COLUMN: Samantha’s January Book-it List


Art by: Lily Cohen ('20)

Samantha Roehl shares her favorite books for the month.

Every year, some people make New Year’s resolutions. If you are not one of those people, don’t worry, I’ve made a New Year’s resolution for you!

All I need you to do this year is to read one really good book: one heart-wrenching book or life-changing book or world-upending book or faith-renewing book. One book that makes you sit back, take a deep breath, and think. (Or smile. Or cry. Or shout. Again, I’m flexible.)

I hope these books will resonate with you. They might not, unfortunately. But they might. And that’s really all I can promise.

It’s a new year. Make it a good one.


The Girls at the Kingfisher Club by Genevive Valentine

During the daytime, Jo and her eleven sisters are locked away at the top of their father’s mansion. But at night, the girls dress in catalogue dresses and dancing shoes and sneak out to dance at underground bars called speakeasies. By taking the German fairy tale, The Twelve Dancing Princesses, and setting it in the 1920s, Valentine weaves together a world that is as charming and glittering as it is unforgettable.

(I’ll admit that it took all of my self-restraint to only put one book set in the 1920s on this list.)

Six of Crows by Leigh Bardugo

What happens when a convict, a sharpshooter, a runaway, a spy, a magician and a thief try to pull off a heist? It may sound like the start of a bad joke, but the execution is phenomenal. (There are few stories archetypes better than a good heist. Especially if the heist is paired with a stellar magic system and a cast of unforgettable characters.) In Six of Crows, Leigh Bardugo paints a vivid yet gritty picture of politics and intrigue all set in a complex high fantasy world.

The Girl Who Drank the Moon by Kelly Barnhill

When the witch in the wood accidentally feeds an infant moonlight, she decides to keep and raise the “enmagicked” girl. A fairy tale coming-of-age story ensues. This fantasy novel feels like a Studio Ghibli movie (with just a pinch of The Giver by Lois Lowry).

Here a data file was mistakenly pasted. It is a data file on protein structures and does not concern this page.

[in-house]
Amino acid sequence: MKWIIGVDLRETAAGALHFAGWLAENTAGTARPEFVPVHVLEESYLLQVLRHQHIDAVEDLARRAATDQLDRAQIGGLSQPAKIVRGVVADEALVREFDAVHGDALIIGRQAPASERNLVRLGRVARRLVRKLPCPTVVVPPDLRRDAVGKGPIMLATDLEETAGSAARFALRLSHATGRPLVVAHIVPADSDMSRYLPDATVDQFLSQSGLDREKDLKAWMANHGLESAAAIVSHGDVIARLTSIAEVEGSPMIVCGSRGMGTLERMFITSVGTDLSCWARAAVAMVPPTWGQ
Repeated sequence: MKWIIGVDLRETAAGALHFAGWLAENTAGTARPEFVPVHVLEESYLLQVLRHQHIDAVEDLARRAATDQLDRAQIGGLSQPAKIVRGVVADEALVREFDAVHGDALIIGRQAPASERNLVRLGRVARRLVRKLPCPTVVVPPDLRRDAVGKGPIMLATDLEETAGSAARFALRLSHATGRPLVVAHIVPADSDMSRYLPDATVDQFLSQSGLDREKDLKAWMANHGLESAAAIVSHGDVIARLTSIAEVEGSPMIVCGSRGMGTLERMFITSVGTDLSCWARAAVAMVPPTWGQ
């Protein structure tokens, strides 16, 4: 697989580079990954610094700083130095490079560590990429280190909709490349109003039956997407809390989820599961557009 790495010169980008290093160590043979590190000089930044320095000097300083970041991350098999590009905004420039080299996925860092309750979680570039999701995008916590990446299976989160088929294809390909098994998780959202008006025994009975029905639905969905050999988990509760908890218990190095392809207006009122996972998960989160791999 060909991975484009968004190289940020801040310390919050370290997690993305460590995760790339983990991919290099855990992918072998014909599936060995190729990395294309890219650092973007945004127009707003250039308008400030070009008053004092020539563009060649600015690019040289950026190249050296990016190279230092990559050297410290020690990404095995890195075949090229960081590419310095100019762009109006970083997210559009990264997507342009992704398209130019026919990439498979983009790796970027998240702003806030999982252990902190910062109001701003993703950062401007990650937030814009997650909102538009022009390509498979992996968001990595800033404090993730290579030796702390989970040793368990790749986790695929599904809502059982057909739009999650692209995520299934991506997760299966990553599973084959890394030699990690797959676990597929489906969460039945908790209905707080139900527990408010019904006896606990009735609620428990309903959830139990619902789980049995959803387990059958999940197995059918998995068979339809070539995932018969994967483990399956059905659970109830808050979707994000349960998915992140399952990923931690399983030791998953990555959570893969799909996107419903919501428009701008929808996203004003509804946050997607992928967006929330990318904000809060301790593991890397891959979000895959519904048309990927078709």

They Both Die at the End by Adam Silvera

In some of my favorite world-building ever, They Both Die at the End takes place in a world where people get a phone call on the day they are going to die. The book opens on two strangers, Mateo and Rufus, getting their calls. Both teenagers decide to use the app, Last Friend, to have an adventure during their last day. This book is tug-on-your-heartstrings and hopeful and happy and sad all rolled up into one. (And look, I usually hate it when characters die. But if characters have to die, I hope their deaths have the same amount of respect and emotional impact as in They Both Die at the End.)

I will also say that though this book is technically speculative fiction, what with the “phone call on the day they are going to die” part, it definitely lands more in the contemporary genre. So don’t let my mention of “world-building” scare you off if you’re not interested in fantasy or science fiction.

The Day the World Came to Town: 9/11 in Gander, Newfoundland by Jim DeFede

The Day the World Came to Town chronicles the days immediately after 9/11, when the U.S. airspace closed and planes were diverted all around the world. Dozens of these planes landed in the small town of Gander, Newfoundland. Though the number of plane people almost equalled those who lived in Gander, the people of Gander came together to help the “come from aways.” (And yes, this is one of the books that inspired the musical Come From Away.) This book is perfect for the new year. It’s a reminder that humanity can be good and kind and compassionate even in trying times.